What is SPD?
SPD is the acronym for Sensory Processing Disorder, a common yet mostly unheard of neurological disorder. Sensory processing, otherwise known as sensory integration, is a function that all brains must perform. It is a crucial body function. The nervous system is responsible for sending millions upon millions of recorded, encoded sensory messages to the brain every minute. It is the brain's job to respond to that sensory data in an appropriate and efficient manner. But how does the brain interpret these encoded sensory messages? Through the process of sensory integration. It is the body function responsible for deciphering all of the jumbled up sensory input the nervous system is constantly sending the brain.
However, like anything else in the human body, sensory processing can be less than perfect. Sensory Processing Disorder (SPD), formerly known as Sensory Integration Disorder (SID or DSI), occurs whenever this process goes wrong. Sensory Processing Disorder is not actually just one disorder, but an entire spectrum of disorders. It has been broken up into categories to make it easier for everyone to understand.
The 3 main categories of SPD are Sensory Modulation Disorder, Sensory Discrimination Disorder, and Sensory Based Motor Disorder. Sensory Modulation Disorder impacts an individual's ability to regulate their state of arousal. In this way, people can be over-responsive to sensory input, under-responsiveness to input, or seek an out extreme amount of input. Sensory Discrimination Disorder effects a person's ability to determine the source, degree, or significance of an input. It makes it difficult for a person to make sense of the world. Sensory Based Motor Disorder impacts a person's ability to navigate through this world physically. It can cause clumsiness, poor coordination or posture.
What Are The Symptoms?
There are many symptoms that can occur in each type of SPD. It is important to note that not everyone will display ALL of these signs. It is possible for someone to have every disorder under the SPD spectrum, but one does not have to have every form of dysfunction or be effected in all of their senses to qualify for the SPD diagnosis.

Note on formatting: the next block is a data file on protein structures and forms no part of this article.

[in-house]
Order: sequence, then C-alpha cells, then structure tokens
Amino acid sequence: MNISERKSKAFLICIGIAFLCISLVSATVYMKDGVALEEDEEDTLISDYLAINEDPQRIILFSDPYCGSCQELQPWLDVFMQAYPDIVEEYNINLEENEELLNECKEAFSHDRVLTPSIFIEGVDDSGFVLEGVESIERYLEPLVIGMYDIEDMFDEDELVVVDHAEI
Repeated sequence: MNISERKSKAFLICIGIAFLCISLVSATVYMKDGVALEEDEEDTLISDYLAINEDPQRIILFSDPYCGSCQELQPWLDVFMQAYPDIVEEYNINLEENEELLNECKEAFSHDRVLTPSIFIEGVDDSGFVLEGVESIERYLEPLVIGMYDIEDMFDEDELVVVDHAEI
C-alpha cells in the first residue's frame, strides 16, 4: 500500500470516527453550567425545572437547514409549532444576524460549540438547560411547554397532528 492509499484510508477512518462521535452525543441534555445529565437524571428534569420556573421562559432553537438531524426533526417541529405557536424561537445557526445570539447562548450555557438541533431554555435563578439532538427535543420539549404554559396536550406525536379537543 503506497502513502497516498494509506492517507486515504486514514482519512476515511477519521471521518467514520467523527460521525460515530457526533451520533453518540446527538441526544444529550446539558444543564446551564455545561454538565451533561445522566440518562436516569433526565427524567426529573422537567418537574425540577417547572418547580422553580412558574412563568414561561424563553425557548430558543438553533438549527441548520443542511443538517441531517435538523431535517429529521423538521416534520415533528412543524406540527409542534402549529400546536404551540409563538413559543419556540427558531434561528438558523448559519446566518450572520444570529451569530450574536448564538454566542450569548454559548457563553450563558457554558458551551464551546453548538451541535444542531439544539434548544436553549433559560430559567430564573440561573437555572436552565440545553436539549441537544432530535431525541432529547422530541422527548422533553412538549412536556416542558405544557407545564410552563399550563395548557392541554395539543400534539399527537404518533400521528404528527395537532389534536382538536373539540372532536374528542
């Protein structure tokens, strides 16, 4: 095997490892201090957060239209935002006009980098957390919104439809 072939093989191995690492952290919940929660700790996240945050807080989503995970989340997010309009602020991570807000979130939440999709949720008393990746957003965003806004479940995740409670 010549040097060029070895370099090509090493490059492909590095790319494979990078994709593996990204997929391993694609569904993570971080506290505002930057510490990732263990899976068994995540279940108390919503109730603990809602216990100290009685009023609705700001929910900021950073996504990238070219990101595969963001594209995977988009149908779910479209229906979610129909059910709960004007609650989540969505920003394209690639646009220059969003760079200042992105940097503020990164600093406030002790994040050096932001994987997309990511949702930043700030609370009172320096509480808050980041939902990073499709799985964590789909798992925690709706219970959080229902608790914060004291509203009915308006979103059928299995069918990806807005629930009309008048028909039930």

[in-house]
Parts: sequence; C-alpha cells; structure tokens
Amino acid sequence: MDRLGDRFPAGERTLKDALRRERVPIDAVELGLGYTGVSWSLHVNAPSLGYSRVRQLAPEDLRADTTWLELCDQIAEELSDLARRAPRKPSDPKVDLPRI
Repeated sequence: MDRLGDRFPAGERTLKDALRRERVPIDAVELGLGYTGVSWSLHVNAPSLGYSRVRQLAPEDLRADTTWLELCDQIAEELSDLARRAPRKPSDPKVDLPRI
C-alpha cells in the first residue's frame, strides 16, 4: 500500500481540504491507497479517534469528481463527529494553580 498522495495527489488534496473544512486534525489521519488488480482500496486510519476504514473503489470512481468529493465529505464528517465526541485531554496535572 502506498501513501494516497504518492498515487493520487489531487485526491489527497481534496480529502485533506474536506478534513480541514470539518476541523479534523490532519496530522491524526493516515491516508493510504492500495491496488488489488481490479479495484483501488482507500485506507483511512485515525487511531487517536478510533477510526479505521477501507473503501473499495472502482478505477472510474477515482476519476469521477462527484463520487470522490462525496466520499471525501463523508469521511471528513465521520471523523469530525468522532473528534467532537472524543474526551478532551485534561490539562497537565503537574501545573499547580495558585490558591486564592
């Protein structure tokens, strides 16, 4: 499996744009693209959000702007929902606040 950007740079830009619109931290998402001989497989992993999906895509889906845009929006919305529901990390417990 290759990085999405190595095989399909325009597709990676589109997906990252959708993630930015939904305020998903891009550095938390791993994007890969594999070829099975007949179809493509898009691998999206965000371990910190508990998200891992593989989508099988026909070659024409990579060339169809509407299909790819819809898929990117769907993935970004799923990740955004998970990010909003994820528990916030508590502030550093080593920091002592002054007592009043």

Here is a very brief list, which is far from complete:
- Poor eating and sleeping habits
- Easily agitated by changes in plans and routines
- Constantly at extremes, especially in emotions and energy level
- Fidgety or can't sit still
- Often lost in own imagination or 'little world'
- Performs repetitive movements (pacing, tapping, rocking, etc.)
- Overly sensitive to sensations such as light, texture, and noise
- Don't seem to notice sensations that others find annoying
- Constantly seeking and craving certain forms of sensory input
- Difficulty determining where a sensation came from, or how intense it is
- Clumsy, slow, or behind motorically
- Slouching or 'lazy' attitude
- May suffer from anxiety and depression
- Have constantly felt 'odd' and have had to answer to "What is wrong with you?" a LOT
No, unfortunately, but it can be better coped with, and things truly can get better with the help of an Occupational Therapist. Researchers are discovering more and more about SPD every day. While we may not have found all of the answers yet, we do know quite a bit already. By working diligently and by using the right tools, we CAN improve sensory processing capabilities.